The word "gay," of course, has more than one meaning. The original meaning - carefree, happy, festive - also developed a sexual connotation sometime in the late 19th and early 20th centuries. At that time it applied mostly to heterosexual people who led carefree lives and perhaps were sexual adventurers. The word was also associated with female prostitutes. Near the end of the Victorian era, the 1890s saw a time of increased sexual freedom, the "Gay 90's." While those days were certainly not as free as the sexual revolution days of the 1960s, folks in those days did know how to party.

Sometime in those years the word "gay" somehow also began to be associated with femininity, perhaps because of its earlier association with female prostitutes. If you consider that the common perception of gay men included an affinity for activities such as "drag" performance and campy cross-dressing (not to mention that male homosexuality was misunderstood as "wanting to be a woman") you can see how the word could possibly have evolved to signify male homosexuals.

Throughout history, before much was understood about alternate sexuality, gay people were generally forced by social pressure to live secret lives. They could not share their identity with family, friends, or co-workers. It was a time of "the love that dare not speak its name." One never knew who was "one of us," or who meant to do us harm.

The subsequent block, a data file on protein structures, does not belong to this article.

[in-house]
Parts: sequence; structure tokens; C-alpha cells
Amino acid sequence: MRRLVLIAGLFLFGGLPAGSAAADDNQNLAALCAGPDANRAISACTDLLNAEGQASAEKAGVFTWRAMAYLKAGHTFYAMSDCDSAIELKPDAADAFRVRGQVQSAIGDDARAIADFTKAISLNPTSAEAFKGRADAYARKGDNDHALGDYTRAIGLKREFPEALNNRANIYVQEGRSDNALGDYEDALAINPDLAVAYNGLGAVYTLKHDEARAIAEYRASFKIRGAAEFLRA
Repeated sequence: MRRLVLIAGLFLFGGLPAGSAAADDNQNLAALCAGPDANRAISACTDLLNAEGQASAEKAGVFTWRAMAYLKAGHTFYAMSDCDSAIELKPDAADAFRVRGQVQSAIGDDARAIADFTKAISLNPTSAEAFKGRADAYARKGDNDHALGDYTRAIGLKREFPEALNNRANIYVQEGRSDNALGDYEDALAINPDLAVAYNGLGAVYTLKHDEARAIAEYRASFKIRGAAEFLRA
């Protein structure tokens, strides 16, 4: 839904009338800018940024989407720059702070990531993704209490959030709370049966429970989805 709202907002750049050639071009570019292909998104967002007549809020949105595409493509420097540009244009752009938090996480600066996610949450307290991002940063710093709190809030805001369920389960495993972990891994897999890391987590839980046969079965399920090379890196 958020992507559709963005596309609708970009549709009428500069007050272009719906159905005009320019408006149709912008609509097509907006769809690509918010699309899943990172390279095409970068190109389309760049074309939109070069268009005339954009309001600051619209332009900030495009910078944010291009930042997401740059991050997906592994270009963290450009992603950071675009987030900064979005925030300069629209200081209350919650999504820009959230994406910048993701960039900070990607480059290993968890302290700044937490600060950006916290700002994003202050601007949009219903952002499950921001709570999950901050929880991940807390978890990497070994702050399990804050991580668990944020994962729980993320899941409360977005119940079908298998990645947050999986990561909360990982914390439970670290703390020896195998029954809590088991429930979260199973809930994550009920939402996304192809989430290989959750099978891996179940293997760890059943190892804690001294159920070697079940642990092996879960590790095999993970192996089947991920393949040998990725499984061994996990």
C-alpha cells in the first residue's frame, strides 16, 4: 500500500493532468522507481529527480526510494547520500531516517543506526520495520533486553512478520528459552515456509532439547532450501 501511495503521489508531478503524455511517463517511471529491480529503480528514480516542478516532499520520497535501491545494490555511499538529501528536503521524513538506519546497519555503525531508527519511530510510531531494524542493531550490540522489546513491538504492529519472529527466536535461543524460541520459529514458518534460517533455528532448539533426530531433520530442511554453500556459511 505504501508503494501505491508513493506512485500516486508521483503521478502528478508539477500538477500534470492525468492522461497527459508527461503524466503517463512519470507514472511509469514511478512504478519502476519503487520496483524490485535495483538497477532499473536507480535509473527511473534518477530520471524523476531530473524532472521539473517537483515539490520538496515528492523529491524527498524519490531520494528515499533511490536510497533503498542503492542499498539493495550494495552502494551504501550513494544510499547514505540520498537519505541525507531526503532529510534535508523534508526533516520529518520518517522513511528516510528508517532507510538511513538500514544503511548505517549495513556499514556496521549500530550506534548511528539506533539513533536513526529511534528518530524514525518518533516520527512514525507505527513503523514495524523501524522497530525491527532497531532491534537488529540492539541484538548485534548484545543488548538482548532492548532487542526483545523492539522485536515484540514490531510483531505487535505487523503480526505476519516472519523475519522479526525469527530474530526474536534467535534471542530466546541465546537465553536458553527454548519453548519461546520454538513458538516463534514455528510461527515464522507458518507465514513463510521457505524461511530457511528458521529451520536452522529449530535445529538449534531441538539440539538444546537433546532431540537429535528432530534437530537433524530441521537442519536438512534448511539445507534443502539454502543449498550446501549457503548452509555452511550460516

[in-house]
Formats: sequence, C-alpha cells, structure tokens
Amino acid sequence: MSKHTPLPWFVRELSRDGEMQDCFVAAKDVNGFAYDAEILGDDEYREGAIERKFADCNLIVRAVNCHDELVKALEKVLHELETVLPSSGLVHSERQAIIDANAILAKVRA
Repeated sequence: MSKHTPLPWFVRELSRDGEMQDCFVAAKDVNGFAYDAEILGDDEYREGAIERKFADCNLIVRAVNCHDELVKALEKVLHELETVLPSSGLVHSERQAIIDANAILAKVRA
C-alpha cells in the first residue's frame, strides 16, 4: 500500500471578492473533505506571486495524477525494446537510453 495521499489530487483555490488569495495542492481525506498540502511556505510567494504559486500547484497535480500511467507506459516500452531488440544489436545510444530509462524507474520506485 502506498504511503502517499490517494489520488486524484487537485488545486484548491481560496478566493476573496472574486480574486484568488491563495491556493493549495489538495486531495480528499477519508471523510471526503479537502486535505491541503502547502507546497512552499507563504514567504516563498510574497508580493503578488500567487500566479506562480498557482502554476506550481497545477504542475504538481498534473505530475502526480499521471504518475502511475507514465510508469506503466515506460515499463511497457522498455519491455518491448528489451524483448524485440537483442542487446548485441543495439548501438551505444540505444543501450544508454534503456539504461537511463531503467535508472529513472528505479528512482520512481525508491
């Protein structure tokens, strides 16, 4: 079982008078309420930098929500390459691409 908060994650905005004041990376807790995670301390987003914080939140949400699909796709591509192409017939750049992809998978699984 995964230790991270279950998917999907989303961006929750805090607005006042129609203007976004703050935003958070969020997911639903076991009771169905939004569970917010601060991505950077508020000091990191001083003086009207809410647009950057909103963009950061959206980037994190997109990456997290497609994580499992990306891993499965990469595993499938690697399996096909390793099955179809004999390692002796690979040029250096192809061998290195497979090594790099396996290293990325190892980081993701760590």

An interesting anecdote has the term "gay" coming into usage as a code word in the 1920s or 1930s. In social situations, particularly nightclubs, speakeasies and taverns, the term "gay" was put into conversation as a test to see if a person of the same gender perhaps wanted to engage in a sexual encounter. It was a safe word, and could be interpreted in two ways, having a "straight" meaning as well as a covert one. One would say something like "I'm feeling rather gay tonight." If the response was something generic and passive, then it was safe to assume that there was no interest and the person being approached was none the wiser. When the response was "Yes, I am feeling gay tonight, too" (along with that "knowing smile"), then it was reasonably safe to assume that the person was "one of us."